> assets.mat
     trans  type   strike price amount
[1,] "sell" "call" "40"   "4"   "1"   
[2,] "buy"  "call" "45"   "2"   "2" 

Option strategy can be composed with more than two legs - like in the Condor:

> assets.mat
     trans  type   strike price amount
[1,] "buy"  "call" "35"   "11"  "1"   
[2,] "buy"  "call" "55"   "1"   "1"   
[3,] "sell" "call" "40"   "7"   "1"   
[4,] "sell" "call" "50"   "2"   "1"  

Obviously there are many more different option strategies. You can learn about them at the following places:

And you can experiment with them and any other ideas connected with option strategies with the R code I have prepared. Enjoy!

[ R Source ]

Thursday, January 9, 2014

Basics of scorecard model validation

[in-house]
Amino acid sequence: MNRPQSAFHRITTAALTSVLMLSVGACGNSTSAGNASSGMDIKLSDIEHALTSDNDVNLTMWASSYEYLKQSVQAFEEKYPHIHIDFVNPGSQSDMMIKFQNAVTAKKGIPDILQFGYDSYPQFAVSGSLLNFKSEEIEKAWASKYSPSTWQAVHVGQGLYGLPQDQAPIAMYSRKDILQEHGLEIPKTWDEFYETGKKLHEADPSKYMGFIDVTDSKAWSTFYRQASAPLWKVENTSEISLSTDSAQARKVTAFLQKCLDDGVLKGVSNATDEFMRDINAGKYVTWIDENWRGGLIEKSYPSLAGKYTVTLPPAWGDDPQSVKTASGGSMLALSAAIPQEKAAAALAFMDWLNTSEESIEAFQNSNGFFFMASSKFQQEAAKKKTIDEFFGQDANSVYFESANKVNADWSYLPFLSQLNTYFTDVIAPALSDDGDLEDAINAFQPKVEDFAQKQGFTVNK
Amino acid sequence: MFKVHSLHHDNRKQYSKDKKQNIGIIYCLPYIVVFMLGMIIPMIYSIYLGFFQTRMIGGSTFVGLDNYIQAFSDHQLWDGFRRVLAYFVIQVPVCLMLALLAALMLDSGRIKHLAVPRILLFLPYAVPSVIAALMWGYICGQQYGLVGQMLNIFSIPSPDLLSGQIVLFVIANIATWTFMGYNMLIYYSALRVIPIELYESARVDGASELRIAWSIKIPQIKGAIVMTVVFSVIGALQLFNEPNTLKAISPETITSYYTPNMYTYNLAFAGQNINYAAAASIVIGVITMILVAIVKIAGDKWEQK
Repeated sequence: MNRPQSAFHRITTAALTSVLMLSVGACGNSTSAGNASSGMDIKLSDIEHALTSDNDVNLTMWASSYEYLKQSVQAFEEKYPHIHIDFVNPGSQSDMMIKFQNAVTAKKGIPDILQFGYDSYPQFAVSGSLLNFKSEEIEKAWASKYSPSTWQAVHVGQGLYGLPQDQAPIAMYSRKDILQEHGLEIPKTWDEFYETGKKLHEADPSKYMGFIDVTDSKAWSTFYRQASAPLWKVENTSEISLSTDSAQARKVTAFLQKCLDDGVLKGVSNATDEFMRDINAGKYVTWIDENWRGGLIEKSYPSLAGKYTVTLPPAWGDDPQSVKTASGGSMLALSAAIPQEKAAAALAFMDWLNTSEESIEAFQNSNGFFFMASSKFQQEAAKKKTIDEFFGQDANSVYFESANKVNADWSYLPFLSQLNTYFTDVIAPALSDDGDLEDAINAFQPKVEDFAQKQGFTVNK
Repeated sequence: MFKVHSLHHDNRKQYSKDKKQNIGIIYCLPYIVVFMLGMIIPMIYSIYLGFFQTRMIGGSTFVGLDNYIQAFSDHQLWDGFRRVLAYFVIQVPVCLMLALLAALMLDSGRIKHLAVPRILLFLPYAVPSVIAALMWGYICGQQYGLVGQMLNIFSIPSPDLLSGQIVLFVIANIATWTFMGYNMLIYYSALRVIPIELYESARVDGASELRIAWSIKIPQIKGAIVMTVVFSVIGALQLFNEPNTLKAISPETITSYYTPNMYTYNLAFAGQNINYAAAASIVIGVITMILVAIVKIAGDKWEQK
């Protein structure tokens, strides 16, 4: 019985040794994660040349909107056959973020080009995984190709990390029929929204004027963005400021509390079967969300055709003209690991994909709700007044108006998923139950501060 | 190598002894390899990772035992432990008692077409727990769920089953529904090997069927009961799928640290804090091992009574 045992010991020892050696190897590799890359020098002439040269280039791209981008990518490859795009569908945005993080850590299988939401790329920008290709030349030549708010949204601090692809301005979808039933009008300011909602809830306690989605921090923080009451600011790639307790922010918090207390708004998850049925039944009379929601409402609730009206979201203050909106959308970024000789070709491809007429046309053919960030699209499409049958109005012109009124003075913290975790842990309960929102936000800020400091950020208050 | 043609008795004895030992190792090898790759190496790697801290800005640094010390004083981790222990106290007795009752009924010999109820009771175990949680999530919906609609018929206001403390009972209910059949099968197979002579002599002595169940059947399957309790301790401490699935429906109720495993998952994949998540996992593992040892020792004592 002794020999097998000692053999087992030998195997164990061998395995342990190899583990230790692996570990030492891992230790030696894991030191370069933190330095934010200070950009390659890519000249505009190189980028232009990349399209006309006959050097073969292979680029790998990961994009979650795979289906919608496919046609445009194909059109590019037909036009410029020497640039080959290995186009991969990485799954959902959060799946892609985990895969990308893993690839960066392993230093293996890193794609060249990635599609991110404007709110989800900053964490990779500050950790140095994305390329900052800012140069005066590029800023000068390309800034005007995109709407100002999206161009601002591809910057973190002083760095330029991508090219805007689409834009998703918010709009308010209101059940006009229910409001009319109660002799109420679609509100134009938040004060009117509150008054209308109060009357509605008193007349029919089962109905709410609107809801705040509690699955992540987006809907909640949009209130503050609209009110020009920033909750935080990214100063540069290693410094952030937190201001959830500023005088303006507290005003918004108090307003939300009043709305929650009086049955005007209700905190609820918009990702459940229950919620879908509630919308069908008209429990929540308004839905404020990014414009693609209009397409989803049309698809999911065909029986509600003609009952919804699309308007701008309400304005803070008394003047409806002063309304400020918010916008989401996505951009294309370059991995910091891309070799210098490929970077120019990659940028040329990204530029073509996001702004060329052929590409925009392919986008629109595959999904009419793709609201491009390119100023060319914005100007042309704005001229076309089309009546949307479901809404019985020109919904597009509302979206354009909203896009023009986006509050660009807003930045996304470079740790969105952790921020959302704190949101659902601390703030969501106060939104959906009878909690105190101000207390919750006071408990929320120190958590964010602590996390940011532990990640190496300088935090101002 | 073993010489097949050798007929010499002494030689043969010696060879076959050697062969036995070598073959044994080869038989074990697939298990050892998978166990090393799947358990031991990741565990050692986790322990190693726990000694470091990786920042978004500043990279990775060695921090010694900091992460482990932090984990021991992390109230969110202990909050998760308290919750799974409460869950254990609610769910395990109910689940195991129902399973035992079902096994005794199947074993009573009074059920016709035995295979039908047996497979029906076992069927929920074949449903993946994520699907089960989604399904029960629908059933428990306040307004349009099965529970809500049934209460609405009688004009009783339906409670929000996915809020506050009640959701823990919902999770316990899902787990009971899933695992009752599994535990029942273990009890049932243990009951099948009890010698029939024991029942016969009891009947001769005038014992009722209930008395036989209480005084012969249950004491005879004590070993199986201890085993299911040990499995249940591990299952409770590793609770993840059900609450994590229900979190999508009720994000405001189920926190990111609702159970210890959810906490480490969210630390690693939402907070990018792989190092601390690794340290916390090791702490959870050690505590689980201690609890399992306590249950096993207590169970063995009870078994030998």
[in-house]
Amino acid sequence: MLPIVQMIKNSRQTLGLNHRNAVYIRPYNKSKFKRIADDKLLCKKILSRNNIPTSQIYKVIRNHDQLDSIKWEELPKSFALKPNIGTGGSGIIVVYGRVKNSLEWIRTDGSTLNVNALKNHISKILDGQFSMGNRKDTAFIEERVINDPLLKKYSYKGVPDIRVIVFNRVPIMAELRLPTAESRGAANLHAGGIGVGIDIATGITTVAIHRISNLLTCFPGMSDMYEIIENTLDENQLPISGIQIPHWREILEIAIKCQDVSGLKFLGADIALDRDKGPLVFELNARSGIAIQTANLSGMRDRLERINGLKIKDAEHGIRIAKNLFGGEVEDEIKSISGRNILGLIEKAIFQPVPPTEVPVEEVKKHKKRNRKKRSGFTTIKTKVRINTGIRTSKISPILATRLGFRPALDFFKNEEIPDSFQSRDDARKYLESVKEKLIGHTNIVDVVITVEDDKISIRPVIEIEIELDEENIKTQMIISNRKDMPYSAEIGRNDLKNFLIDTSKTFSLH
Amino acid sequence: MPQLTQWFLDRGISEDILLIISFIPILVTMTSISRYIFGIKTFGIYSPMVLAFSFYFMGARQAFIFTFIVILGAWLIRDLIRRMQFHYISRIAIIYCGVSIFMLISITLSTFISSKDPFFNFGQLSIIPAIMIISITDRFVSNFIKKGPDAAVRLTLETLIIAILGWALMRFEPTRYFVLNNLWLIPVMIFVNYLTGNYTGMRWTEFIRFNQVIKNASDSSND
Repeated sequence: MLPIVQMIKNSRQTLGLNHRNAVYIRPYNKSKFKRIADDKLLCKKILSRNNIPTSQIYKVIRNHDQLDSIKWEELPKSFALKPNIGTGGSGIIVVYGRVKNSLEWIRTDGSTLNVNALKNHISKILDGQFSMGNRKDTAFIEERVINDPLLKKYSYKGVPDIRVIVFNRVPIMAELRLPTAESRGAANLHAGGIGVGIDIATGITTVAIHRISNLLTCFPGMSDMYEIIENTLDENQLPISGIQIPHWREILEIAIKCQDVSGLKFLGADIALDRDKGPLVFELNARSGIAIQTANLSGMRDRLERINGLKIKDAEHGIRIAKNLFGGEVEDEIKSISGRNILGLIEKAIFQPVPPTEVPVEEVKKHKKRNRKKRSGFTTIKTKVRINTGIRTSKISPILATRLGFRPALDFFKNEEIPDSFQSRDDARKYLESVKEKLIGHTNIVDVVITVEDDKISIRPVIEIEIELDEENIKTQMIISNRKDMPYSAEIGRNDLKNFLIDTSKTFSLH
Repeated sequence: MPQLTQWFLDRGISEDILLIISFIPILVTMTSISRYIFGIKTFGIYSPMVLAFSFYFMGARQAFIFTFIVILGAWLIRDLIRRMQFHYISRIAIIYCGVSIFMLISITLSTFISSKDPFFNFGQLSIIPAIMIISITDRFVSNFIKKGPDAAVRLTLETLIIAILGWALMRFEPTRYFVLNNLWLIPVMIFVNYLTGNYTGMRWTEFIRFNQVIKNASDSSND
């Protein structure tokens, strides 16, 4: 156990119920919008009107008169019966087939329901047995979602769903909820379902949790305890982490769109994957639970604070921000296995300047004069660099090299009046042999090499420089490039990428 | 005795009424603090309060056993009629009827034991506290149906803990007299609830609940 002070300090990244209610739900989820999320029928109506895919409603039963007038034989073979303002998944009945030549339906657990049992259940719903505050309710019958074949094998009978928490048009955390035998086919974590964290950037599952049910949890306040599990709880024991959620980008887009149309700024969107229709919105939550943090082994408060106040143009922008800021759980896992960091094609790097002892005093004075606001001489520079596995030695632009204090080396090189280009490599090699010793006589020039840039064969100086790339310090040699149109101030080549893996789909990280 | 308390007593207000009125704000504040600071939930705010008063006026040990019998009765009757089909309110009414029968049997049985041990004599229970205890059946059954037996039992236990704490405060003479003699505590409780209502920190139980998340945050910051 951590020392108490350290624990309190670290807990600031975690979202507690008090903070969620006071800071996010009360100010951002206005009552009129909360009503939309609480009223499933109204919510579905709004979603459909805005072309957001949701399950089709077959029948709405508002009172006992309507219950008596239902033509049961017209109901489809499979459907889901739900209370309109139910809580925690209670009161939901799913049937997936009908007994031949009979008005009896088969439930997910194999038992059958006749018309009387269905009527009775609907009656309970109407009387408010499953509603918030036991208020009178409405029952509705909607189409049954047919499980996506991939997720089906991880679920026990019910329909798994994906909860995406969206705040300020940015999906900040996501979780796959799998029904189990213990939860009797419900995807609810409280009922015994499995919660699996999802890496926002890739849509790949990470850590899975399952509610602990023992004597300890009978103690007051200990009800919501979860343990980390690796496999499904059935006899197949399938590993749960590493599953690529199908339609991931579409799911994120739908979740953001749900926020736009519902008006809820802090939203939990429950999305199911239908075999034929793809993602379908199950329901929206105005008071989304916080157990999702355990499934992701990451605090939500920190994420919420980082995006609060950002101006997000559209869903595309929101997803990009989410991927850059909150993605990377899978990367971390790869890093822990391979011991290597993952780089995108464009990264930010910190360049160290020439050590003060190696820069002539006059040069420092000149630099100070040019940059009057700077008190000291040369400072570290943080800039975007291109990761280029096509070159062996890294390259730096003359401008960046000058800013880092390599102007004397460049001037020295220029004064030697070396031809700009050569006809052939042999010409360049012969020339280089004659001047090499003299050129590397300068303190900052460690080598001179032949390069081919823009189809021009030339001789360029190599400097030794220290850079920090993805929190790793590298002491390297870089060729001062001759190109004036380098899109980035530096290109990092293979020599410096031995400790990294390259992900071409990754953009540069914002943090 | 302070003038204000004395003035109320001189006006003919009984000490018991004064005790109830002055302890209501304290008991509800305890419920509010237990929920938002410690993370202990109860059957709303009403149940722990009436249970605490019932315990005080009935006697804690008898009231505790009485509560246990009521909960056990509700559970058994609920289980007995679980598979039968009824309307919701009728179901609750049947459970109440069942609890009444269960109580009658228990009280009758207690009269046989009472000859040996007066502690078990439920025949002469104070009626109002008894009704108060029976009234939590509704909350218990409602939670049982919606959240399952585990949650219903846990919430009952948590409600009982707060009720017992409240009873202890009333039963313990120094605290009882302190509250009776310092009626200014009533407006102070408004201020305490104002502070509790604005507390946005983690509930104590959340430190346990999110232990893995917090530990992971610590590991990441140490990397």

Source: DW

Some time ago I wrote about Somers' D measure of association.

Somers' D is one of the many tools that can be used for validating scorecard models.

The task of a scorecard model is to assign scores, such as ratings, to the clients (in case of corporations usually called "counterparties") of a financial institution.

The ratings assigned by a scorecard model should reflect the probability of the client not meeting its obligations towards a bank or other financial institution.

As I showed in my previous post about relation between probability of default and interest rates, the higher risk of default needs to be compensate by higher interest rate charged.

Two aspects of a scorecard model are usually examined to assess the correctness of the model:

  1. discriminatory power
  2. calibration

Discriminatory power is about the model's ability to rate clients/counterparties according to their credit quality, i.e. verify whether clients/counterparties of similar quality fall into similar ratings classes.

Meanwhile, calibration verifies whether ratings given are correct indicators of future defaults. In other worlds, we compare probability of default forecast by the model with actual ("true") defaults, here.